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St Gregory's Catholic Primary School

'For every future, for every child'

Reading and English

What do we do every day? We READ


At St Gregory's we believe that reading should be at the heart of the entire curriculum.   If we are going to give pupils the best possible start in life then we must be resolute and determined that children will learn to read and read well while they are at St Gregory's.  Reading has increasing competition with the advent of mobile phones, x-box and Youtube. Some families may not have time to read with their children, some may not be able to afford books, some may not have the reading ability themselves to help their child. Knowing our own cohorts and analysing reading data has meant that at the start of the academic year 2023-24 we resolved that everyone would read every day here at school. This happens in differing ways but usually takes the from of paired reading or DEAR (Drop Everything And Read) in KS2, while daily phonics reading takes place in KS1 and EYFS .


Reading is a pillar of our civilization, present in every facet of society, and pupils who read well will ultimately have greater access to our textually rich world.  With this in mind, we have adopted a rigorous Systematic Synthetic Phonics (SSP)  programme to support the teaching of early reading, with progression to a  carefully chosen ‘Text-Based Curriculum’, where all aspects of English teaching and learning revolve around a chosen text, in order to fulfil the requirements of the National Curriculum.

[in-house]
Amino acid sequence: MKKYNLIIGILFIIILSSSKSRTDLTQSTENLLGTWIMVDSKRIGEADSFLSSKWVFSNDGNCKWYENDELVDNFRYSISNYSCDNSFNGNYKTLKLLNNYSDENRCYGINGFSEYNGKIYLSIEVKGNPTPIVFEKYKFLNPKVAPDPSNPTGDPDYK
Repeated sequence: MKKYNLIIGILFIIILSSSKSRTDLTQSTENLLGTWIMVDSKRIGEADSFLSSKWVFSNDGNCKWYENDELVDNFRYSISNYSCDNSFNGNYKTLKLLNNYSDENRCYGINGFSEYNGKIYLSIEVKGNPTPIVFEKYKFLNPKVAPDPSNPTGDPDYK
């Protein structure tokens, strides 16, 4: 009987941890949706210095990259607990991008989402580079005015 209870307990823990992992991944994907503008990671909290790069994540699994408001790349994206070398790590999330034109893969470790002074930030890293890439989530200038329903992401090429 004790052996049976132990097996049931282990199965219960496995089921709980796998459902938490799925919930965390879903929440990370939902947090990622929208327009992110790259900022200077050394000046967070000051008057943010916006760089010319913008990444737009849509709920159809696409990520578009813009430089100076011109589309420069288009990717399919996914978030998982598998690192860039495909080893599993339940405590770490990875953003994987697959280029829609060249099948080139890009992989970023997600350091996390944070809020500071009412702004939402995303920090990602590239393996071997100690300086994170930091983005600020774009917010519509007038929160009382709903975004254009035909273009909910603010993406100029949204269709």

Punctuation and Grammar (SPAG) and Vocabulary

Using the text as an exemplar, these areas are taught both explicitly and through writing.

The teaching of vocabulary, in particular, is essential to the development of both written and oratory skills. Key words are selected from the text studied and pupils are shown how they are used in context, progressing to using them within their own writing. From this increasing vocabulary, figurative language can be crafted to create an image in the mind of a reader.


Developing Oracy 

Before we learn to read, we speak. Developing confident and eloquent speech is very important in equipping children for life, where socialisation is key to both work and leisure. As part of our teaching processes, children would be regularly using TTYP (Talk To Your Partner) to support learning engagement. They also read aloud every day. In addition, lessons encourage discussion and communication through group work, while regular poetry and drama opportunities support performance and reading aloud for audience..


English across the Curriculum


Reading takes place across the curriculum. In subjects such as History, Geography and Science, non-fiction texts support understanding of the wider world, in RE children read from the bible or about other religions, and in subjects such as DT pupils read to follow instructions.


How Parents can Help Support their Child


There are lots of ways you can help support your child at home:

  • Talk to them! The most important thing you can do is to talk to your child and listen to them when they are talking to you. Try to extend their vocabulary range and their skill at talking in increasingly more complex sentences. For example, try to teach them alternative words for ideas, or nouns they already know.

  • Read to them and always discuss the story you are reading to try to build your child’s comprehension skills and understanding.

  • Listen to your child read every night. Find a quiet time to hear your child read and use lots and lots of praise to encourage them.

  • Encourage your child to record their writing in a variety of ways. They may wish to keep a diary, write a story, a review of their favourite game, or send a postcard. Support their ideas and give plenty of encouragement!

  • Support your child in learning their weekly spellings.